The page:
I sat in the sunshine on the front steps of my house. It’s finally warm enough here in New Hampshire to be outside. It’s lunch time and I’ve left my laptop, phone, iPad and any other reading material at my desk. It’s just me and my big-ass salad. No work. No distractions.
For years, I would work through lunch. I would eat quickly at my desk, prioritizing a project deadline or catching up on emails ahead of anything else. I firmly believed that I didn’t have the time, not 5 minutes or 20 minutes, to take the time to just eat. Work was too busy and I had to keep checking things off my “to do” list. Taking the time to eat was simply a waste of time. I could be more efficient and effective by multi-tasking.
During that same time, my relationship with food was all about:
· limits and restriction,
· numbing and overeating,
· shame and defeat, and
· disconnection and discomfort.
I was desperate to lose that last 5,10, or 15 pounds and I was trying every diet I could to do it. What I didn't realize at the time was that my painful relationship with food was in large part due to not listening to my body.
How can anyone tune in to hunger cues, fullness signals or how certain foods made their body feel if they don't listen?
When you don’t eat with your full attention, you are missing an opportunity to notice feedback that your body desperately wants you to have.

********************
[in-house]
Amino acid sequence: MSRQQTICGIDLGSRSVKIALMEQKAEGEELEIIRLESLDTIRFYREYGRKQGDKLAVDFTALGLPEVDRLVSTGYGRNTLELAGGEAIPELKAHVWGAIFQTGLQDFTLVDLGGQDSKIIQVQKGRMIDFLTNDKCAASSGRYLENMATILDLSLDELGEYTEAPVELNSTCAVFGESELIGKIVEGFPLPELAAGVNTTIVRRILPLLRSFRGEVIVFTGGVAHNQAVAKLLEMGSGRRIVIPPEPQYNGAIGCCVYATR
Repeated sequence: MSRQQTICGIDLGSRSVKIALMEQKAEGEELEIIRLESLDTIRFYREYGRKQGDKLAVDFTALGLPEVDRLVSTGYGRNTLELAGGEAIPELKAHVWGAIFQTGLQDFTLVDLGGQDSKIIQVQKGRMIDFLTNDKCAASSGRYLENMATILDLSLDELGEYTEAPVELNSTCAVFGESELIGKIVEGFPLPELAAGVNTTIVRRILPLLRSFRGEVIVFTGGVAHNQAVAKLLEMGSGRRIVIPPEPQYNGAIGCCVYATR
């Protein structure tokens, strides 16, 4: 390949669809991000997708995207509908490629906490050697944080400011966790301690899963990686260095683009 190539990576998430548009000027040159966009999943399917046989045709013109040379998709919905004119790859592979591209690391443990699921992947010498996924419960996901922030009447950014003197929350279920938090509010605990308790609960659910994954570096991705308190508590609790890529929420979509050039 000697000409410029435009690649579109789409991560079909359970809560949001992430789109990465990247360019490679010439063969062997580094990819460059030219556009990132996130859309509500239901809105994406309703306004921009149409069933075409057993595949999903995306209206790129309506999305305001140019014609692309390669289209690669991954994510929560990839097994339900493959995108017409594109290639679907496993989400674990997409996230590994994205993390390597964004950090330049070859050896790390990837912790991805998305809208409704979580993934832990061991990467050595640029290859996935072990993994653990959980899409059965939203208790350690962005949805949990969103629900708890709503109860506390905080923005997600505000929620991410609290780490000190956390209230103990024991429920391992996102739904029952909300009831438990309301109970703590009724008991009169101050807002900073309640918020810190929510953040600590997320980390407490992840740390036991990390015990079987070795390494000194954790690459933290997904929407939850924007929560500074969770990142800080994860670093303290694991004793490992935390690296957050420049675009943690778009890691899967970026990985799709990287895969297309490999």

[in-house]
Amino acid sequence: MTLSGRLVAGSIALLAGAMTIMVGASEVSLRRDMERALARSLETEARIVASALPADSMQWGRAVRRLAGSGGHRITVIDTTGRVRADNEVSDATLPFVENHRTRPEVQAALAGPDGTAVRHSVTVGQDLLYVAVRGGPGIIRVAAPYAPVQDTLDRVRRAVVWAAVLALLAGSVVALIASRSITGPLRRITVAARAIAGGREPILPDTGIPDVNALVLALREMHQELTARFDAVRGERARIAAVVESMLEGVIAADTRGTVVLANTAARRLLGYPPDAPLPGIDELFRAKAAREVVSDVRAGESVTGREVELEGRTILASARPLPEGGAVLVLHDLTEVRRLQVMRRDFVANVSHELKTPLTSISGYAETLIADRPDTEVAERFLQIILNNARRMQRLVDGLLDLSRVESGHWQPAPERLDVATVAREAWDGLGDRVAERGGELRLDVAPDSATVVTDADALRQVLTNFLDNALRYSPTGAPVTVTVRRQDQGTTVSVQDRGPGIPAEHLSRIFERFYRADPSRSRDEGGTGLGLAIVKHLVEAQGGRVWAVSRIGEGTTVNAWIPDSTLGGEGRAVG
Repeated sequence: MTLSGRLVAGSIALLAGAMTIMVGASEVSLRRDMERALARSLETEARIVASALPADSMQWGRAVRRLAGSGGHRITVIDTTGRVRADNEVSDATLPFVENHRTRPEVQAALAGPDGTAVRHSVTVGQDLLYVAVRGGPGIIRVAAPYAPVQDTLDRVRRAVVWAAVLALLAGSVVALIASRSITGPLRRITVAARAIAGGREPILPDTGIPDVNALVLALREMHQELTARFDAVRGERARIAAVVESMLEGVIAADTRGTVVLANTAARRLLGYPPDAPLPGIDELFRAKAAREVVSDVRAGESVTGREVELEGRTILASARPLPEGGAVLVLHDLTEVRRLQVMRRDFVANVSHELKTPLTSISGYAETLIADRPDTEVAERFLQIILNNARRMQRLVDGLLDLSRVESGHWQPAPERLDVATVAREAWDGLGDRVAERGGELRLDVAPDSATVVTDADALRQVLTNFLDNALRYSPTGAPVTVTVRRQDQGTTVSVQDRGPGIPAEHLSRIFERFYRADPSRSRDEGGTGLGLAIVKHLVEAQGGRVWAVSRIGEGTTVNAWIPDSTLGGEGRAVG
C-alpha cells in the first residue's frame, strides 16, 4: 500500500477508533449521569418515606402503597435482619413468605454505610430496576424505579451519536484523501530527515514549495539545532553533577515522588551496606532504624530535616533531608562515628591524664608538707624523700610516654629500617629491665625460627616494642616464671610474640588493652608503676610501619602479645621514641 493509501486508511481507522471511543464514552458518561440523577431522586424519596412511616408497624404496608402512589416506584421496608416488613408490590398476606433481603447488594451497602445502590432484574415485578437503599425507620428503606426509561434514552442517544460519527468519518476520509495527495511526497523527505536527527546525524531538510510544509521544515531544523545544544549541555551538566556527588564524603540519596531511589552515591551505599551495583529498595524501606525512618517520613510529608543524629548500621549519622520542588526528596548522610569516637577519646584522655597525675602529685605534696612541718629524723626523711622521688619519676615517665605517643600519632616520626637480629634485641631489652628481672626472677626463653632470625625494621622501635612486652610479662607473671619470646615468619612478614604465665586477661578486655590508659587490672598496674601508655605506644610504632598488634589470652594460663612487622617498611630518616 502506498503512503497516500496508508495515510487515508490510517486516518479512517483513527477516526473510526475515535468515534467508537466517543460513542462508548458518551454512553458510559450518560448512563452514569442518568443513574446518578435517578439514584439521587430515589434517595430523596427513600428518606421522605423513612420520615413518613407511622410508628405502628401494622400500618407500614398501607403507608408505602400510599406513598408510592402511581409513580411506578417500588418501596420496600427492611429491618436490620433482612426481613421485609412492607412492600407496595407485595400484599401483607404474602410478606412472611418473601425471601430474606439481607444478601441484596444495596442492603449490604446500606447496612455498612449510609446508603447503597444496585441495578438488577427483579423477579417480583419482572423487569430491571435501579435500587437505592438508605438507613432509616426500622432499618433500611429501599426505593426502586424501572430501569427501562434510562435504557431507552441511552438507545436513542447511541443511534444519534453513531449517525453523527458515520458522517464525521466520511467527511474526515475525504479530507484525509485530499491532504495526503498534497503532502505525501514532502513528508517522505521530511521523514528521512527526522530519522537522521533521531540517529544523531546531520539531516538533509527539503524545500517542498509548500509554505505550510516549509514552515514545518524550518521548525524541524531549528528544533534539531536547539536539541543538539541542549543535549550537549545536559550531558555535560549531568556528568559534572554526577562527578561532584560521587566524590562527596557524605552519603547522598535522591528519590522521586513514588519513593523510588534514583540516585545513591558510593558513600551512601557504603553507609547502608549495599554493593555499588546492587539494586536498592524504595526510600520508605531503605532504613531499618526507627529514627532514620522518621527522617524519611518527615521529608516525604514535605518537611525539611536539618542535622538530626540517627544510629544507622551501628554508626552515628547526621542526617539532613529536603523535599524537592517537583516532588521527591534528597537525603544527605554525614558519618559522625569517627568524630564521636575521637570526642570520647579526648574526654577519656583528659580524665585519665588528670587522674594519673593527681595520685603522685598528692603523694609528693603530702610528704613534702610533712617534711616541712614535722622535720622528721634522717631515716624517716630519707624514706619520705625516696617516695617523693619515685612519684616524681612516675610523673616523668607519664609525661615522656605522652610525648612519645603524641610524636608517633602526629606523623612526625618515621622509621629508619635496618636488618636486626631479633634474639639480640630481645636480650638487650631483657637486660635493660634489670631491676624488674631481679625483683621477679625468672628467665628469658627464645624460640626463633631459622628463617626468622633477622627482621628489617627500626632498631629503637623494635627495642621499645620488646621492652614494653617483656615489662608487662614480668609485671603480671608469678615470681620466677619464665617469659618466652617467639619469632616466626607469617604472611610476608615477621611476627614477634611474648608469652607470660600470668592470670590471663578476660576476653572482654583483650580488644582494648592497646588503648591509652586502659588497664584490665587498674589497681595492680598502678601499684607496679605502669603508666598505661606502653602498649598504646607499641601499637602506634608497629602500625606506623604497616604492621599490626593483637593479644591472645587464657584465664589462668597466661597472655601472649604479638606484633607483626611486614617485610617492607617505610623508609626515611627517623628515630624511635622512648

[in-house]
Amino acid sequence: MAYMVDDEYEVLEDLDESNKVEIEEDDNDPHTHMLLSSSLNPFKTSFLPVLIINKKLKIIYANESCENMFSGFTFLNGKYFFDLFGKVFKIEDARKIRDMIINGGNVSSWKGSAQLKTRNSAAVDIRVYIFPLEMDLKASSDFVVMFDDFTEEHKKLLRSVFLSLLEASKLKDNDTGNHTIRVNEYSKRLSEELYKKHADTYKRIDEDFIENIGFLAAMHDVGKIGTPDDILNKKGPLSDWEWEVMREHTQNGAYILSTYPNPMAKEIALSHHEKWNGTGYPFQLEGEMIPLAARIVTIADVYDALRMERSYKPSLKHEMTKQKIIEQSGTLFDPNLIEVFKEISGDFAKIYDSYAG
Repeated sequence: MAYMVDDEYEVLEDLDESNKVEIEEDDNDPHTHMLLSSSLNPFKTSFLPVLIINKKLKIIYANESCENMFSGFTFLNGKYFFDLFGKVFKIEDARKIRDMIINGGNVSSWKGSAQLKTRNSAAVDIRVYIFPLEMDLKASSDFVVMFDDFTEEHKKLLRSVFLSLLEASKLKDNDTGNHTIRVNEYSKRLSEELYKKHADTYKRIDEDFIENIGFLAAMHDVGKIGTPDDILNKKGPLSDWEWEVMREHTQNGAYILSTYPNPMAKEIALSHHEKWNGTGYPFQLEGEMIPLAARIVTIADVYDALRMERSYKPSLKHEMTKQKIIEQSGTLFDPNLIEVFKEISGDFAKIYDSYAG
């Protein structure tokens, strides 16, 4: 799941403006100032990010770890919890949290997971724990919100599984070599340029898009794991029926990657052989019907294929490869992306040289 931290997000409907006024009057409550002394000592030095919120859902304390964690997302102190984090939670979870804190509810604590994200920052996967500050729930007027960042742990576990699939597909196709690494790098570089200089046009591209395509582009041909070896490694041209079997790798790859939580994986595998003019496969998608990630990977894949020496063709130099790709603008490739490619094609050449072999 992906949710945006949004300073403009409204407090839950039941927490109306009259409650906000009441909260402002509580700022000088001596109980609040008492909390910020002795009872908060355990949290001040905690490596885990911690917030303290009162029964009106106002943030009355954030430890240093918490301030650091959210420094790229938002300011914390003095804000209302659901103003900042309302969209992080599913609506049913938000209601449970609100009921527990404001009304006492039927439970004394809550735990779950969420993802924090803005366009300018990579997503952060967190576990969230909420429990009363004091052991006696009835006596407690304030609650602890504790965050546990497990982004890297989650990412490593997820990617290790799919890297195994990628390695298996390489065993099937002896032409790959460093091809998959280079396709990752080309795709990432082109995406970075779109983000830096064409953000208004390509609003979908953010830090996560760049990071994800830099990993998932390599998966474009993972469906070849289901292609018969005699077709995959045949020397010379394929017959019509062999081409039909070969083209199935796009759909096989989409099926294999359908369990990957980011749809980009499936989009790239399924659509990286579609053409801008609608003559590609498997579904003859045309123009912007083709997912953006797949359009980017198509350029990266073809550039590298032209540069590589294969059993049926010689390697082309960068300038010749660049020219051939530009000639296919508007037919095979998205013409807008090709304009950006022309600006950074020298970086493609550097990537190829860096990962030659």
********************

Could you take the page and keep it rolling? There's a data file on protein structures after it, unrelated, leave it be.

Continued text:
Now that I eat my meals with all of my attention, I leave food on my plate. After decades of overeating and binge eating, this simple habit is a small miracle. I notice when I’m no longer hungry. I no longer rush through my meals. I enjoy the taste of what I’m eating and feel much more satisfied. Eating has become a nurturing act of connection.
If you are reading this while eating your breakfast, lunch or dinner, put your fork down and push your meal away, even for a few moments.
Practice eating at least one meal a day without any distraction. Start with the meal that’s the easiest to focus completely on.
When I first started not working through lunch, it only it took me 12 minutes to eat. I quickly realized that taking this small amount of time allowed me to return to work with fresh eyes and renewed energy. I increased my productivity by giving myself this break.
Whether or not you struggle with overeating and binge eating, doing one thing at a time and being mindful is the key to fully experiencing life. Consider that taking time to simply eat a meal is a way for you to slow yourself down and enjoy a few moments in the day. Practice eating with all of your attention. It will become practice for how you want to live: fully awake, connected, and present to the warm sunshine on your face.